The Olympics continue to inspire and inform my work, the lushness and sense of quiet, its coolness and mystery.
favorite trail | Staircase Trail
There may be more dramatic and challenging hikes in ONP but this one holds a special place in my heart. We took to this hike on a sprinkly Fall morning and after a hectic summer in Seattle, the quiet and peace we found was exactly what was needed. The trail leads past enormous felled cedars, fern covered forest floors, rocky riverbeds.
don’t forget your | Layers and rain gear
The weather in ONP can be variable and unpredictable, temperatures range depending on the area of the park and elevation. The Hoh Rainforest gets an average of 144″ of rain per year, so definitely make sure you have your rain gear when venturing into the Hoh.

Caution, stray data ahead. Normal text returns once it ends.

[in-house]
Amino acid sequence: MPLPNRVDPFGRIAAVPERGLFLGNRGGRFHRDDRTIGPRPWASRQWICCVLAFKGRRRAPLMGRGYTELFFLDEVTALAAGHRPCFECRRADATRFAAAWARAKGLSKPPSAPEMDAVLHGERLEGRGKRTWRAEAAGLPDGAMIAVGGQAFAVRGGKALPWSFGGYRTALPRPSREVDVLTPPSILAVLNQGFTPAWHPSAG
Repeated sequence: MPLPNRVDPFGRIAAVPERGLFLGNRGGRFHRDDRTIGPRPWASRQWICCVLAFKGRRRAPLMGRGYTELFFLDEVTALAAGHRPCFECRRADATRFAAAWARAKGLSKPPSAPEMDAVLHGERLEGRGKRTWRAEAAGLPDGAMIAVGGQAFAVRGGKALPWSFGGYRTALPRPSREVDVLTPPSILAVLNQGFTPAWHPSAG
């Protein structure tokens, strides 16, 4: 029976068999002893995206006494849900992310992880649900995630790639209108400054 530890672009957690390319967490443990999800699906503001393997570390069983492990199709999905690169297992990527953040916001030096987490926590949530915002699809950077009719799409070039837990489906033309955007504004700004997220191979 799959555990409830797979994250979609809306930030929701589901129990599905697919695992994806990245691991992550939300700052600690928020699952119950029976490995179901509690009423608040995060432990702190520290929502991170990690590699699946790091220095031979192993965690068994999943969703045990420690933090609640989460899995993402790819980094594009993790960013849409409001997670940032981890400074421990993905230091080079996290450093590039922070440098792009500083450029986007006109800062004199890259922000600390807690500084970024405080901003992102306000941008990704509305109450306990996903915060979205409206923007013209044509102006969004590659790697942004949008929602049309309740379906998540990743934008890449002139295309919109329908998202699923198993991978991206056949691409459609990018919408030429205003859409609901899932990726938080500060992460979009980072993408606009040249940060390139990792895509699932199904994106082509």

what i love most | What the water brings
The wet atmosphere of the Olympics provides the ideal conditions for a lush, incredibly green forest. The ferns and mosses make my heart happy, especially when sunlight streams through amidst the misty rain.
Have you been to Olympic National Park? What was your impression? Favorite area? I’m always on the lookout for tips because I never know when we’ll be back on the Olympic Peninsula!
To see more images of the places that have inspired the LATITUDE show and series, follow the #findinglatitude hashtag on Instagram!
1 | the angular distance north or south from the equator of a point onthe earth’s surface, measured on the meridian of the point.
2 | freedom, room to move